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Fgf-driven Tbx protein activities directly induce myf5 and myod to initiate zebrafish myogenesis

Osborn, DPS; Li, K; Cutty, SJ; Nelson, AC; Wardle, FC; Hinits, Y; Hughes, SM (2020) Fgf-driven Tbx protein activities directly induce myf5 and myod to initiate zebrafish myogenesis. Development, 147. dev184689. ISSN 0950-1991 https://doi.org/10.1242/dev.184689
SGUL Authors: Osborn, Daniel Peter Sayer

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Abstract

Skeletal muscle derives from dorsal mesoderm formed during vertebrate gastrulation. Fibroblast growth factor (Fgf) signalling cooperates with Tbx transcription factors to promote dorsal mesoderm formation, but their role in myogenesis has been unclear. Using zebrafish, we show that dorsally derived Fgf signals act through Tbx16 and Tbxta to induce slow and fast trunk muscle precursors at distinct dorsoventral positions. Tbx16 binds to and directly activates the myf5 and myod genes, which are required for commitment to myogenesis. Tbx16 activity depends on Fgf signalling from the organiser. In contrast, Tbxta is not required for myf5 expression, but binds a specific site upstream of myod that is not bound by Tbx16 and drives (dependent on Fgf signals) myod expression in adaxial slow precursors, thereby initiating trunk myogenesis. After gastrulation, when similar muscle cell populations in the post-anal tail are generated from tailbud, declining Fgf signalling is less effective at initiating adaxial myogenesis, which is instead initiated by Hedgehog signalling from the notochord. Our findings suggest a hypothesis for ancestral vertebrate trunk myogenic patterning and how it was co-opted during tail evolution to generate similar muscle by new mechanisms.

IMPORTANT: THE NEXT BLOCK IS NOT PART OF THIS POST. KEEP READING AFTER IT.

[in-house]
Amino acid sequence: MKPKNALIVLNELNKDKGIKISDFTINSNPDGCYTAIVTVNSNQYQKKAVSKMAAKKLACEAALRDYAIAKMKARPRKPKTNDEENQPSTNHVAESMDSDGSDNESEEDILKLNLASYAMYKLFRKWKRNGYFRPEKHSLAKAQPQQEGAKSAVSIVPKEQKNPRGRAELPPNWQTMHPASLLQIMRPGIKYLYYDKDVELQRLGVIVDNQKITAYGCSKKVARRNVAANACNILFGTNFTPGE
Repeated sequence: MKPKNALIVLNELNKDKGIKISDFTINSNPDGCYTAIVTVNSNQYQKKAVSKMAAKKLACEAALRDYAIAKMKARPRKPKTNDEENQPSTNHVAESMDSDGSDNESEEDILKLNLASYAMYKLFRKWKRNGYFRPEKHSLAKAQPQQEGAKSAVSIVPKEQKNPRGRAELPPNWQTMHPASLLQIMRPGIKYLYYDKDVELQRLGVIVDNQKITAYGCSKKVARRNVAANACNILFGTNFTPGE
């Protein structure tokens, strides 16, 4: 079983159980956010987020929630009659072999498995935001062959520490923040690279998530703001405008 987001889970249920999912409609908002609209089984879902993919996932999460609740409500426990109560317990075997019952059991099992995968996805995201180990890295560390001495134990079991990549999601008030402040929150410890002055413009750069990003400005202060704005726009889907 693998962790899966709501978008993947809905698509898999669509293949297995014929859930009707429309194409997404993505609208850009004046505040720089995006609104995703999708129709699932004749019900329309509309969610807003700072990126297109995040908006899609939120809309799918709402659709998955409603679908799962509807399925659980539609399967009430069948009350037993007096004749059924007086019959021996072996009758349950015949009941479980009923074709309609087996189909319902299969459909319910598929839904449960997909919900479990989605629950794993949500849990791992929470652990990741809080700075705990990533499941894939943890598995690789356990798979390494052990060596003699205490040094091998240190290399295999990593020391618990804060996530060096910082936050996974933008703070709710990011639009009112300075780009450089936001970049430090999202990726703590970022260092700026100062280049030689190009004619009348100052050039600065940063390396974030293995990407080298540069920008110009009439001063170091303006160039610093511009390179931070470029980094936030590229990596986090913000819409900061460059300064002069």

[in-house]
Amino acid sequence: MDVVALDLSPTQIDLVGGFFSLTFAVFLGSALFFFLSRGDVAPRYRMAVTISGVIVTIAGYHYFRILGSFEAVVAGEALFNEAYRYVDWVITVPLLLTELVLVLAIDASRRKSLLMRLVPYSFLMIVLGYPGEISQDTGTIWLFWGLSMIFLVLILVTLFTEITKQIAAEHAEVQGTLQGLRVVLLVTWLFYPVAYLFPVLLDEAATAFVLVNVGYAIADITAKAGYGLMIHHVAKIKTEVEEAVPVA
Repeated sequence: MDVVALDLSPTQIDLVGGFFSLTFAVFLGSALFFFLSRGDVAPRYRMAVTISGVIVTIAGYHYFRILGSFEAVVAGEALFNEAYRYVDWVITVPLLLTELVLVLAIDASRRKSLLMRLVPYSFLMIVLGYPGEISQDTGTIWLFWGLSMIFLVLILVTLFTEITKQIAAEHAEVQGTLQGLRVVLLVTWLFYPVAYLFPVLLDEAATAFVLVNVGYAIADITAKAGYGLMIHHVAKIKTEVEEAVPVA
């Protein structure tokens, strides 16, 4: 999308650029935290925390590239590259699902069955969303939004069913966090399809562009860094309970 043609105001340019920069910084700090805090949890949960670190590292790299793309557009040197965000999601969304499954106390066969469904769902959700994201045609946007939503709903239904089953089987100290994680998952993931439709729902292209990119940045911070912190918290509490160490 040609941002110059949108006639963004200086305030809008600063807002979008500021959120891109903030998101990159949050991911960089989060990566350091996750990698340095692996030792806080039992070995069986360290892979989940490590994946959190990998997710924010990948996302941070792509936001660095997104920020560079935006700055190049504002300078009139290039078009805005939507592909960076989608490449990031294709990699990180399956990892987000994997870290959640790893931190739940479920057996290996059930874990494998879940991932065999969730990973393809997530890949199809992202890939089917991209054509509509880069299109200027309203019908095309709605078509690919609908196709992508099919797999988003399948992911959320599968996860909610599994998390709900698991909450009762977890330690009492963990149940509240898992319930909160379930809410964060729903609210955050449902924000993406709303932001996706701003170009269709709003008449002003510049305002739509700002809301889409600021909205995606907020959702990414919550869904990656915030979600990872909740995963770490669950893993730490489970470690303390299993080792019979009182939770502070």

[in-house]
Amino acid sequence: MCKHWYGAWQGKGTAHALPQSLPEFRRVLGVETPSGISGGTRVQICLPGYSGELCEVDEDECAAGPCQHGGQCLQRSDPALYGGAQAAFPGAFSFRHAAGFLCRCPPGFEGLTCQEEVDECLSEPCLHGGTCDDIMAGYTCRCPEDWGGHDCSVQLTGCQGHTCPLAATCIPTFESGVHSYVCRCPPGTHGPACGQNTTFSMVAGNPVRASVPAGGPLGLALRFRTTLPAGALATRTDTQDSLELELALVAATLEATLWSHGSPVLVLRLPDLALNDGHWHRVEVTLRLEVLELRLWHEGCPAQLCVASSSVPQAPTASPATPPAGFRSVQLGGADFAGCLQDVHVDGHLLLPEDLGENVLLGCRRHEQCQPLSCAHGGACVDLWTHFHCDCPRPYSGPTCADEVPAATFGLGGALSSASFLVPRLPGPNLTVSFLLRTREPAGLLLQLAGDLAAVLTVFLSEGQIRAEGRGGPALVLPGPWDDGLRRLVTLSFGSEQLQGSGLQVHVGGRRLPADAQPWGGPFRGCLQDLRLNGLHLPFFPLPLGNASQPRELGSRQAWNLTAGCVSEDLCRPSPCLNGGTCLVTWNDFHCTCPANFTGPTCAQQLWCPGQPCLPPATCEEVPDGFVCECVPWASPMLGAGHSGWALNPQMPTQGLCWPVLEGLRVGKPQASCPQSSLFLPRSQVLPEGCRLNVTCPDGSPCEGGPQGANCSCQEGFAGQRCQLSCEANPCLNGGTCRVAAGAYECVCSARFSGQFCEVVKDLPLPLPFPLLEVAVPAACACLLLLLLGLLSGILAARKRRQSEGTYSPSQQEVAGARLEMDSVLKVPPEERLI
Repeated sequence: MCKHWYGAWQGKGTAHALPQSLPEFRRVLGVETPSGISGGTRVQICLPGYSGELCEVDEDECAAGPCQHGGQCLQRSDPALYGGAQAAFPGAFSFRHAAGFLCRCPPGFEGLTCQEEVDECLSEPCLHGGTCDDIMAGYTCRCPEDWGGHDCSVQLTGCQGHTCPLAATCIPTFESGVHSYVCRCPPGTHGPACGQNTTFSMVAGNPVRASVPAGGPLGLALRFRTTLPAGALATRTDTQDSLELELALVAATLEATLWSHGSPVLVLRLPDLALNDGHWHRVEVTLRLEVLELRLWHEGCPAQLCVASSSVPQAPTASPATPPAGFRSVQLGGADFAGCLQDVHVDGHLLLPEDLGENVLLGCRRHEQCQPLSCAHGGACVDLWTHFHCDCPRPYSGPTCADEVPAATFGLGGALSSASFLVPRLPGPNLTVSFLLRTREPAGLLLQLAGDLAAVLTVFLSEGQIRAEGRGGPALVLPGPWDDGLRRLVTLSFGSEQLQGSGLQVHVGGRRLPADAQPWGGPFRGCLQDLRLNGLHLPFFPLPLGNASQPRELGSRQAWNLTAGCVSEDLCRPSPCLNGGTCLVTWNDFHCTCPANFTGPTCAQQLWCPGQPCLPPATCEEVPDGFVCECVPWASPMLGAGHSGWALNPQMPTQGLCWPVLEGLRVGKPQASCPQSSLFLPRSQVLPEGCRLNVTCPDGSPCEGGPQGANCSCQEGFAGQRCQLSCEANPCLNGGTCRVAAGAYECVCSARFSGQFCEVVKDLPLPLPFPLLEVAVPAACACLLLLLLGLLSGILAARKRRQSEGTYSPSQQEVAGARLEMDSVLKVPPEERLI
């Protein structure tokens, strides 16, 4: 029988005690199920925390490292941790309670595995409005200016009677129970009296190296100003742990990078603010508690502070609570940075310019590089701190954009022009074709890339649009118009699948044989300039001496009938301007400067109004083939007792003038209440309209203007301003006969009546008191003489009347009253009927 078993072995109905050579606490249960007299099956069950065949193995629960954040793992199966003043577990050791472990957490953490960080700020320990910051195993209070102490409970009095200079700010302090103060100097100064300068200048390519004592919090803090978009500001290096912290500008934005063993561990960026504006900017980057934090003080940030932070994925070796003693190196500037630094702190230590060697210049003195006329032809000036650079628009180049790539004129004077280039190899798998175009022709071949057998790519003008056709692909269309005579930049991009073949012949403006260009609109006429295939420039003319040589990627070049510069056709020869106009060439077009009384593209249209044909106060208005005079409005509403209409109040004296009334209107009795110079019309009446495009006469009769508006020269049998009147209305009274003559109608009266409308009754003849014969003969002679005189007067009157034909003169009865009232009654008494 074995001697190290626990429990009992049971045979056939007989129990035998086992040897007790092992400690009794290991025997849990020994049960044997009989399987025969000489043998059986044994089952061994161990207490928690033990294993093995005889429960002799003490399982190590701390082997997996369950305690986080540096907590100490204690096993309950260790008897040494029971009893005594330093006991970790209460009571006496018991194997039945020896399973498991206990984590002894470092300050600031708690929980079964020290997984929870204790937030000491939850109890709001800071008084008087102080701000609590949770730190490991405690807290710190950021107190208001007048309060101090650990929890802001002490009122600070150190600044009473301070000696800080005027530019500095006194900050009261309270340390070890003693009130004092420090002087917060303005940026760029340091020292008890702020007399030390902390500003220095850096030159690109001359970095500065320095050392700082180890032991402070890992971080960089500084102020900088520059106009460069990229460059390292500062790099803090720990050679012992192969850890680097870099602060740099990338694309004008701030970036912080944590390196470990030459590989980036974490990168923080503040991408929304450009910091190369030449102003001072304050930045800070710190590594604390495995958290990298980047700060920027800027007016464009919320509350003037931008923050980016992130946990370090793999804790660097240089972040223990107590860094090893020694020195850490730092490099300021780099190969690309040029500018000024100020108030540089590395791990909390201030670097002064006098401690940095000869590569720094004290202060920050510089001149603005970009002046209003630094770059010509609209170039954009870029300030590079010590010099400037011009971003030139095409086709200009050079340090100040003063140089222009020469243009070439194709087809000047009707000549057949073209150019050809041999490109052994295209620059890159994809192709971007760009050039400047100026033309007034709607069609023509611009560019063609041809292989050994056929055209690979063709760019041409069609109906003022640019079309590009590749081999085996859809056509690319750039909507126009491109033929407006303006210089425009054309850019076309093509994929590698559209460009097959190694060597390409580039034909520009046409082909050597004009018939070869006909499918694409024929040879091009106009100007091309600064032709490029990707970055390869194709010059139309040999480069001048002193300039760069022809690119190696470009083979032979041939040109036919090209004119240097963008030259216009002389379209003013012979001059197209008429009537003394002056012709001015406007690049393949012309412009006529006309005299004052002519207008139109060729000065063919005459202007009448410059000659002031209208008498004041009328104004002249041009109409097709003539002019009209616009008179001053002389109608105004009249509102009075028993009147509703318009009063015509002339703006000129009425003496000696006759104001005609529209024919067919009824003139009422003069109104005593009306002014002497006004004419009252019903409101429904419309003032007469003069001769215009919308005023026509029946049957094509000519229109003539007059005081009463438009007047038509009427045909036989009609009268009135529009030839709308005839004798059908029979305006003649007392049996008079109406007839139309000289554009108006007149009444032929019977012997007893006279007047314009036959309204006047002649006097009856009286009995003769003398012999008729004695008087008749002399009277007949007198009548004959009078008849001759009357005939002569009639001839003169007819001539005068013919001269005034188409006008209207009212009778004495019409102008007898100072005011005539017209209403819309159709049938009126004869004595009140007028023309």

Item Type: Article
Additional Information: © 2020. Published by The Company of Biologists Ltd http://creativecommons.org/licenses/by/4.0 This is an Open Access article distributed under the terms of the Creative Commons Attribution License (https://creativecommons.org/licenses/by/4.0), which permits unrestricted use, distribution and reproduction in any medium provided that the original work is properly attributed.
Keywords: 06 Biological Sciences, 11 Medical and Health Sciences
SGUL Research Institute / Research Centre: Academic Structure > Molecular and Clinical Sciences Research Institute (MCS)
Journal or Publication Title: Development
ISSN: 0950-1991
Dates:
DateEvent
14 February 2020Accepted
28 April 2020Published
Publisher License: Creative Commons: Attribution 4.0
Projects:
Project IDFunderFunder ID
G1001029Medical Research Councilhttp://dx.doi.org/10.13039/501100000265
MR/N021231/1Medical Research Councilhttp://dx.doi.org/10.13039/501100000265
PG/14/12/30664British Heart Foundationhttp://dx.doi.org/10.13039/501100000274
PG/13/19/30059British Heart Foundationhttp://dx.doi.org/10.13039/501100000274
URI: http://openaccess.sgul.ac.uk/id/eprint/111674
Publisher's version: https://doi.org/10.1242/dev.184689

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